Jeff Meyer · Friday September 27, 2013
Here is the latest effort by Brian France and company to right the sinking ship that used to be a sport.
NASCAR Movie In The Works: Hollywood producer Neal Edelstein, whose films have included dramas (“Mulholland Drive”), mysteries (“The Ring”) and horror movies (“Haunting Melissa”) wants to make a movie centered on a NASCAR driver. It’s an idea pitched to him by NASCAR Vice President Zane Stoddard. And they’re meeting to discuss how Universal Pictures, which agreed to finance the movie’s early development, views the initial script.
Why a NASCAR-related film? There’s been an “explosion of action sports in this country,” Edelstein said to the Los Angeles Times. “Well, the original action sport is NASCAR. It has great texture for movies.” The film is one of several projects being pursued by Stoddard and his nine-person NASCAR Entertainment Marketing staff to infiltrate pop culture with everything NASCAR in order to boost stock-car racing’s sagging popularity. They also arrange driver cameos on television shows, develop new NASCAR-themed programs for TV and online outlets and bring celebrities to NASCAR races. NASCAR Entertainment’s strategy is part of a five-year plan NASCAR announced in 2011 to grow the sport. “When we get to the end of that five years,” Stoddard said, “we will have a very clear measurement of where we are.”
While this little blurb is only part of the story, it did pique my curiosity to actually read the whole story as posted in that revered publication, the Los Angeles Times, and I was even more sickened.
First of all, is this the best some idiot Vice President of NASCAR can come up with to help restore the popularity of the sport? So this is path we are forced to go down? And to think, they pay these high-falootin’ idiots hundreds of thousands a dollars a year!
We all know the history of NASCAR-themed movies. Tom Cruise and Nicole Kidman were nice eye candy to look at in “Days of Thunder,” but the reality of it was… well, there was no NASCAR reality in it! To be totally honest, the comedy “Talladega Nights” probably had closer ties to the state NASCAR is currently in than anything.
Both movies did nothing other than to provide a few laughs and to raise the stature of the sport… not that Talladega Nights was even trying to. It was, after all, meant to be a spoof-type movie from the beginning.
Another thought that strikes me is, if you’re dead set on making a movie that is meant to save your sinking image, who the heck is Neal Edelstein? How successful were the three movies mentioned in the article? Be honest now, by a show of hands, how many of you out there have actually seen those movies?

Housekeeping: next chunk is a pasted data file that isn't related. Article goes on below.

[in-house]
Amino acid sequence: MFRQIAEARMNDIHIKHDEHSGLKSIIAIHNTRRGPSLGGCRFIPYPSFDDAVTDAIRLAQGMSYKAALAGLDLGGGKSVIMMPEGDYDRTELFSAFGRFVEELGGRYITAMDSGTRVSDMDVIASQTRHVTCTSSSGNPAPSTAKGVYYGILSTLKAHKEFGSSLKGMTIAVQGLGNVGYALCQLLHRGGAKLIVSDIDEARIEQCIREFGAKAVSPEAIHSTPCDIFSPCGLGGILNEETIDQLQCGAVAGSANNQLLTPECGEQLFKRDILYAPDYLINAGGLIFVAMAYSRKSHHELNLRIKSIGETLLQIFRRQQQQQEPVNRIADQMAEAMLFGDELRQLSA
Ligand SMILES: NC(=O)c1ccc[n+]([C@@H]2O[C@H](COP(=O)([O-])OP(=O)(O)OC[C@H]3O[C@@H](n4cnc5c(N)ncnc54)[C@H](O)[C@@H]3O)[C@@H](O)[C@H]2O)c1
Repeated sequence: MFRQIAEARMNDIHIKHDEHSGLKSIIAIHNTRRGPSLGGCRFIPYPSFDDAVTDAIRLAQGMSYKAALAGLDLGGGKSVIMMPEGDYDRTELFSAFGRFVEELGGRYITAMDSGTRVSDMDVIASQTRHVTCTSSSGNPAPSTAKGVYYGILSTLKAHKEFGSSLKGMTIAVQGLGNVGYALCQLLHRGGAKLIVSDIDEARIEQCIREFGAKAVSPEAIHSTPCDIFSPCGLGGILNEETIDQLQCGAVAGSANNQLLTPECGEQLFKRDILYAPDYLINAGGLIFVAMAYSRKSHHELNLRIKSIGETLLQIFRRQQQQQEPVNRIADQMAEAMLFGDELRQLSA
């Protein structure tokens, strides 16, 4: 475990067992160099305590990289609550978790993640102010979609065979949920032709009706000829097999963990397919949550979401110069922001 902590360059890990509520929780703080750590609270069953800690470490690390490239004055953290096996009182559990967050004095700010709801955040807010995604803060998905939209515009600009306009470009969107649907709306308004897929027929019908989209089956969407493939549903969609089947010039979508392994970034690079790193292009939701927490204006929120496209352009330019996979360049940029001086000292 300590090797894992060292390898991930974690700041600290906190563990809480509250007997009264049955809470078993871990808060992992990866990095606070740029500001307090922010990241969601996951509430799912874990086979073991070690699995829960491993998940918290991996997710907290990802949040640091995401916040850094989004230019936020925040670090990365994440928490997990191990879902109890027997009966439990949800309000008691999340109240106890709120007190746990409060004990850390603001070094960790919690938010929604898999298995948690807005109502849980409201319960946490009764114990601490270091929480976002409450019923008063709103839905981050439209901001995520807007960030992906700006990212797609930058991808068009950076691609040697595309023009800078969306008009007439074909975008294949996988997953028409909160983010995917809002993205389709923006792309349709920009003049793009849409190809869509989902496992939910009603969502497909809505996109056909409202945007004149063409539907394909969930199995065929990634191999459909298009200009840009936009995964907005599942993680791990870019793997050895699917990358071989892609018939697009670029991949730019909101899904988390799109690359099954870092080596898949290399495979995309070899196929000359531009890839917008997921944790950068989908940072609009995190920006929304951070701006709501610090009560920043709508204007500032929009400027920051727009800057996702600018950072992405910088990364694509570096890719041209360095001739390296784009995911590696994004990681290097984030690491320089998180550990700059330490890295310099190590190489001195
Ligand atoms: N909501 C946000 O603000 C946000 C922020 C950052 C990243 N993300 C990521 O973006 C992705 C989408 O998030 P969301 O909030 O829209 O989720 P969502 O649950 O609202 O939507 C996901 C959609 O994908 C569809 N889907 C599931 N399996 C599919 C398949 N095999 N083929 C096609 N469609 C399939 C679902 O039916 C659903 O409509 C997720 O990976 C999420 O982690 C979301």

Keep them up! Keep them up! Let me get a count here… uh, OK, looks like 486 or so from here! Nothing like going all out and getting some top-notch talent!
From where I sit, the problem can be summed up by one sentence in the press release. “The film is one of several projects being pursued by Stoddard and his nine-person NASCAR Entertainment Marketing staff to infiltrate pop culture with everything NASCAR in order to boost stock-car racing’s sagging popularity.”
Pop culture? Is that where the salvation of NASCAR lies? I thought we already went after that demographic years ago? Oh, excuse me, that was the “casual fan!” Yeah, that worked out real good, didn’t it? Let’s go down the same road but name it something else! Brilliant!
One other sentence in the article is more of a prophecy, not to mention something that might be uttered by Captain Obvious. “When we get to the end of that five years,” Stoddard said, “we will have a very clear measurement of where we are.”
And this guy is a Vice President? Yeah, at the end of five years, NASCAR will look around and yearn for the days when ratings/popularity were at their present level… eight to 18 percent lower than a few years ago.
I tell ya, it has gotta hurt to be that stupid!
On a different note, one of “How’s THAT work?”
Aaron’s released a short statement recently regarding the situation at Michael Waltrip Racing. “Aaron’s would like to thank NASCAR fans for their continued loyalty during this time of uncertainty,” they said. “We became a sponsor of MWR 14 years ago and remain dedicated to MWR, to NASCAR and to the fans.”
Now, you know me. I am a stickler for details when it comes to dishing out false information but please correct me if I am wrong. How did Aaron’s become a sponsor of MWR 14 years ago when MWR is only 6 years old?
Check your rental agreements, folks!
Stay off the wall,
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